McCarthy took pains to explain the command is not like anything seen in the Defense Department before. “This is not your normal Army command. It can’t be,” he said. “To thrive in the information age, we must operate in a fast-paced, dynamic and evolving ecosystem. We’ll become comfortable being uncomfortable.”
This means no uniforms down in Austin, Gen. Mike Murray, the new AFC commander, testified during the hearing, and it also means having the ability to get out into communities that can help the Army modernize, whether that’s embedding a group of personnel at an entrepreneurial hub or working alongside engineers at a university lab.
The Army isn’t just creating a new command, Murray emphasized; it’s finding a way to get commands to better work together from beginning to end in the acquisition process.
The command will be built from existing organizations dispersed across the United States, he said, and will involve everyone — from requirements developers, to testers, to maintainers and sustainers — being at the table from the beginning.
For example, Murray explained that parts of Army Training and Doctrine Command, like the Army’s Capabilities Integration Center (ARCIC), will now fall under the AFC as well as elements of Army Materiel Command and Forces Command.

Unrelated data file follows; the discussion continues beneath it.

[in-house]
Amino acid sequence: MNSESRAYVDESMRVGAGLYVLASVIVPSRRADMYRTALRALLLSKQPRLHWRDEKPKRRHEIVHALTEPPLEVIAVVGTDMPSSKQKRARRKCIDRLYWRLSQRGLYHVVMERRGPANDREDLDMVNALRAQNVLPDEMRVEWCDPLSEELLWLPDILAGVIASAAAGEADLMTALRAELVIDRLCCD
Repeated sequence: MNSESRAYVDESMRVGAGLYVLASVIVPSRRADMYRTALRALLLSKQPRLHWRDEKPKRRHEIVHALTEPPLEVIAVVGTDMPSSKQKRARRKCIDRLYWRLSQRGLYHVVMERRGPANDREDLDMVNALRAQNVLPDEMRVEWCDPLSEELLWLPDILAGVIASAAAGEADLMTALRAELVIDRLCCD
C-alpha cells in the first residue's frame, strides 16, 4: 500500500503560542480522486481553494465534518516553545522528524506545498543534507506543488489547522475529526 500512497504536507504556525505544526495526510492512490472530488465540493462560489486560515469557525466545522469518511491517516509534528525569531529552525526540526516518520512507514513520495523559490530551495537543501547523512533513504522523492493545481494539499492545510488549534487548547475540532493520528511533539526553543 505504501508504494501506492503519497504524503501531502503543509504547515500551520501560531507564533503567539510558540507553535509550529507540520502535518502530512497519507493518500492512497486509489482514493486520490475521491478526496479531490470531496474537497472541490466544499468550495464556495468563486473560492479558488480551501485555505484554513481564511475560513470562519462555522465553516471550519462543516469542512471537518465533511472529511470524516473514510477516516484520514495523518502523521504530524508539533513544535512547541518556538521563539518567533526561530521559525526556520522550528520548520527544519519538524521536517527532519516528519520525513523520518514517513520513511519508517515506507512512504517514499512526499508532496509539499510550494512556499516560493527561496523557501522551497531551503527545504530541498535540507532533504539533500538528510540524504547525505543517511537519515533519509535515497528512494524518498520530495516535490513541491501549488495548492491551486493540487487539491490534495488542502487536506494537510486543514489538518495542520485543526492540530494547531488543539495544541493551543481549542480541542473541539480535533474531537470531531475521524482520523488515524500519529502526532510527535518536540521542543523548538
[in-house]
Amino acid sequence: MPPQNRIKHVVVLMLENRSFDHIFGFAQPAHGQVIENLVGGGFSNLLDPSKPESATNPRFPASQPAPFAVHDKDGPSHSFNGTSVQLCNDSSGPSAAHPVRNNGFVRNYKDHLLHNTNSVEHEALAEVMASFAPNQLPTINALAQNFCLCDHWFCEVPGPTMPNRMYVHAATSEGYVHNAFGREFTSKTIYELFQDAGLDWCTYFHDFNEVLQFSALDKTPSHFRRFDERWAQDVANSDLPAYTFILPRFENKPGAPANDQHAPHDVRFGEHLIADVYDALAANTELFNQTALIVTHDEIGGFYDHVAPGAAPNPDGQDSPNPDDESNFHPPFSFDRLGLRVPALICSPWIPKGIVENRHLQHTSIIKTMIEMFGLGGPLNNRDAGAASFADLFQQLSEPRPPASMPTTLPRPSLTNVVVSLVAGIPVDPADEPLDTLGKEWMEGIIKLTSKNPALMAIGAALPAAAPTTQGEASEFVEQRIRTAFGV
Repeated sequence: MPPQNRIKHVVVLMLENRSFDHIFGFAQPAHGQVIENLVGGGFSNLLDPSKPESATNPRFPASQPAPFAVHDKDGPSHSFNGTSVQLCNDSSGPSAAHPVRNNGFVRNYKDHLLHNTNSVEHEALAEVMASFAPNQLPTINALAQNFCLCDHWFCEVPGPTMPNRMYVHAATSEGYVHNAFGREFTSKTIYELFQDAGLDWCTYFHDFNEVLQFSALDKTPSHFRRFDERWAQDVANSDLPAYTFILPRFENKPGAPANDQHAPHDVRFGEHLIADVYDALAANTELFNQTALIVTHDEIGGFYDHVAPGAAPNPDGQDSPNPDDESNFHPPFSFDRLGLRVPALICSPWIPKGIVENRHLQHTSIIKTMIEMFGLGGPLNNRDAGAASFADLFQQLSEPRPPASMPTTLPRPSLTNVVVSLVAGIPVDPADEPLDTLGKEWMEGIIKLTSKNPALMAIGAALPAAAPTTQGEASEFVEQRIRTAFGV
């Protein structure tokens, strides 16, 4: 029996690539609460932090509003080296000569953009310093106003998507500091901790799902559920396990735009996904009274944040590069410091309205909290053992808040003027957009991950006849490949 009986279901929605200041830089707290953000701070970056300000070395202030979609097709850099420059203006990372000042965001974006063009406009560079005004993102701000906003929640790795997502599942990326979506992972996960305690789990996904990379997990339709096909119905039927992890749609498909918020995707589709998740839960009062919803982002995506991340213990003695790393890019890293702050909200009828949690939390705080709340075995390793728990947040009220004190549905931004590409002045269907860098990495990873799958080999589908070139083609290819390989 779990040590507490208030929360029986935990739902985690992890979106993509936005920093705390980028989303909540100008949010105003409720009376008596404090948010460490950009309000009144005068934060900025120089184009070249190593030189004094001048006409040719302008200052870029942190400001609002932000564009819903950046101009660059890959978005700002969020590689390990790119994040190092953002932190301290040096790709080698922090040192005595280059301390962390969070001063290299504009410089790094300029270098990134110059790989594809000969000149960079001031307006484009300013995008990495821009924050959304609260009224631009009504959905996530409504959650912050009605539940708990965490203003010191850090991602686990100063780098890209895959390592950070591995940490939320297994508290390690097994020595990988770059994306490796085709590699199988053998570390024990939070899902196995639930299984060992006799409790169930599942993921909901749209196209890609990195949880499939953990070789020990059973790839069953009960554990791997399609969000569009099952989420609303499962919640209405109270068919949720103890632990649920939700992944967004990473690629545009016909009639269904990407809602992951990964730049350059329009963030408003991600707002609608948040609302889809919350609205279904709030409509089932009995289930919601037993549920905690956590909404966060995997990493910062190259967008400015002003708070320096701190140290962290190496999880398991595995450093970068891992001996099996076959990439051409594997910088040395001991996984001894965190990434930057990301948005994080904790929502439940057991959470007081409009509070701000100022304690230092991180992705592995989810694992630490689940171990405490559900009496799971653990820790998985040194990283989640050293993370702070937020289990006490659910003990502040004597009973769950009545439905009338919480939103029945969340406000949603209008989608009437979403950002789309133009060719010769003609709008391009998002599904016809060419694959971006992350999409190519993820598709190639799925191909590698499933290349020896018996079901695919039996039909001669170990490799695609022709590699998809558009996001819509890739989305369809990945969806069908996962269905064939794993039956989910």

McCarthy added that now TRADOC will hone in on assessing individuals and preparing them for the operational force. FORSCOM will focus on readiness and, by taking out the research and development portion of Army Materiel Command and moving it to AFC, AMC will now be able to look solely at sustaining the force.
Murray will have a deputy commander, Lt. Gen. James Richardson, but a few other stakeholders within the Army’s enterprise will be direct reports as well, including the military deputy to the acquisition chief.
McCarthy said that the acquisition chief’s deputy is being tied to the new command so that he can perform oversight and management of the program managers that are “matrixed” into the command.
The AFC is focused on six major modernization priorities, and cross-functional teams have been created to work on each. Those teams will be tied to traditional program managers to help move development out of science and technology and into soldiers’ hands.